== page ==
EDS 101: Reflections on Modules

These reflections are also available on this link – https://upouesvillamor.wordpress.com/eds-101-reflections-on-modules/

On Module 1: Introduction to the Philosophy of Education 

Philosophy AND Education: The Yin and Yang of True Learning


Before this trimester, I have always thought of education in the most fundamental aspect. I knew that teachers have to be trained, curricula made, and systems developed but I never dug deeper than all these. Now, I just learned that one has to philosophize education in order to become an effective learner and educator.

The Pragmatic Link

On a daily basis, we know that teachers come up with goals and values. There are various choices that compete for their attention. Some of these options harmonize while others repel.

For instance, we all know that there are multiple types of intelligence. The perennial question now stands – how would an educator hold a class wherein both academic enthusiasts and visual artists are in attendance? What could be acceptable behavior to some teachers may not be the same with other educators.

Such scenarios have led to countless debates and here is where discussions turn philosophical – one educator now tries to defend his educational philosophy as would the other.

Every day we encounter different philosophies in life – in fact, there is no one universal philosophy. Political views vary as are religious beliefs. There is even philosophy in choosing one’s diet or college course.

Philosophy of education, therefore, is making sense of what is being taught (whether academically, musically, financially, or whatnot). Without educational philosophy, what we’ll perceive are just scrambled letters of the alphabet that would have no essence.

With these simple reasoning in mind, our conception of philosophy involving education now raises us from being mere animals. As I have argued in our first group discussion, we are higher beings compared to feral creatures so we must gain intellect and nourish it so that we can grow individually or as a nation.

And as future educators, we must develop our own educational philosophy now and stand firm by what we believe to be essential and true. This firm conviction in one’s philosophy will lead us to conceptualize methods and systems that will improve the quality of education in our country.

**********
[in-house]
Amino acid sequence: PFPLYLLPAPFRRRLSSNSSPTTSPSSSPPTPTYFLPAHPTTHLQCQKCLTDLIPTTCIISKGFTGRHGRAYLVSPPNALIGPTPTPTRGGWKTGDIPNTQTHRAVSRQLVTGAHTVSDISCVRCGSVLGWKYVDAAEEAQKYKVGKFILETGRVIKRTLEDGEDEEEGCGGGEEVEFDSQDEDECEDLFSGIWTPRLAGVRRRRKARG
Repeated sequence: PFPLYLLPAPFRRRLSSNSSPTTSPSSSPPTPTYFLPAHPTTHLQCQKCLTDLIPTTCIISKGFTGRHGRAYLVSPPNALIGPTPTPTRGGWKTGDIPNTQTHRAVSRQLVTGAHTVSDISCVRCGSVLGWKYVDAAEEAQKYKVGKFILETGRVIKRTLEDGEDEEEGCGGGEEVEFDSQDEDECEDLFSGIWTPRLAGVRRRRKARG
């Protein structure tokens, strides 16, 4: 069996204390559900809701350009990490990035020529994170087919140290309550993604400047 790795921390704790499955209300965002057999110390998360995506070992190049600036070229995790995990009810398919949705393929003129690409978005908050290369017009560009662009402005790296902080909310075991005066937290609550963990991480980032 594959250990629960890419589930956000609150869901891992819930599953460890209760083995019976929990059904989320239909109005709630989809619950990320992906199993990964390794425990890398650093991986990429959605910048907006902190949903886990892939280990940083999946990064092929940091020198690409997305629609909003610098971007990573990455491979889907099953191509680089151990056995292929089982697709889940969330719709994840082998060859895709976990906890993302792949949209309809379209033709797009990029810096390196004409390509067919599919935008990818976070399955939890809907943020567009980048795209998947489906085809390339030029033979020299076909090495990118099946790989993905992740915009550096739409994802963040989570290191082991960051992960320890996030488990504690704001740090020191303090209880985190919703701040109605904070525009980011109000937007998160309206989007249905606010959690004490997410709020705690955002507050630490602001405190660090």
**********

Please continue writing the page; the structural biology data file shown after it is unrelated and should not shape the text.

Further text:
Original submission was on January 22, 2016: https://upouesvillamor.wordpress.com/2016/01/22/philosophy-and-education-the-yin-and-yang-of-true-learning/


On Module 2: Major Philosophies 


What do I believe in? Who am I and why am I even here? What is my life’s purpose and why should I even bother doing it?

Philosophy aims to critically and systematically answer such inquiries. These are, after all, the fundamental questions of truth and falsity, the nature of reality, and knowledge itself. More than any of the disciplines, philosophy explores the fundamental issues of intellectual tradition. This is also a brilliant preparation for any professional program (such as teaching).

Daily, educators are supposed to formulate goals, be role models and set their priorities. There are many different choices for such in modern society, hence, hard decisions are often made. One would now wonder how a teacher would deal with the dilemma of teaching a student with specific needs without sacrificing the erudition of the class as a whole.

Should rules be bent? Should behavioral skills be emphasized? Resolving such seemingly easy questions all boil down to major philosophies. Even philosophy, itself, is not clear-cut.  John Passmore classified it into three conceptions – philosophy as ideology, philosophy as critical inquiry, and philosophy as wisdoms.

Now I have to define what my philosophy is, first, before I can impart my knowledge. Else, my efforts would be futile.

At the moment, I think the major philosophies that have had a huge impact in my life would have to be idealism (about 80%, I mean, forgive me for believing in a Utopian society) and existentialism (the remaining 20%). Knowledge, skills and values that are taught in an idealistic curriculum have endured the tests of time. After all, no less than the great minds such as Plato, Socrates, Descartes, etc.; have propagated this philosophy; I also value academics and I am a firm believer that these teach us the fundamentals of life, even self-realization, eventually.


On Module 3: Asian Philosophy (Confucianism)


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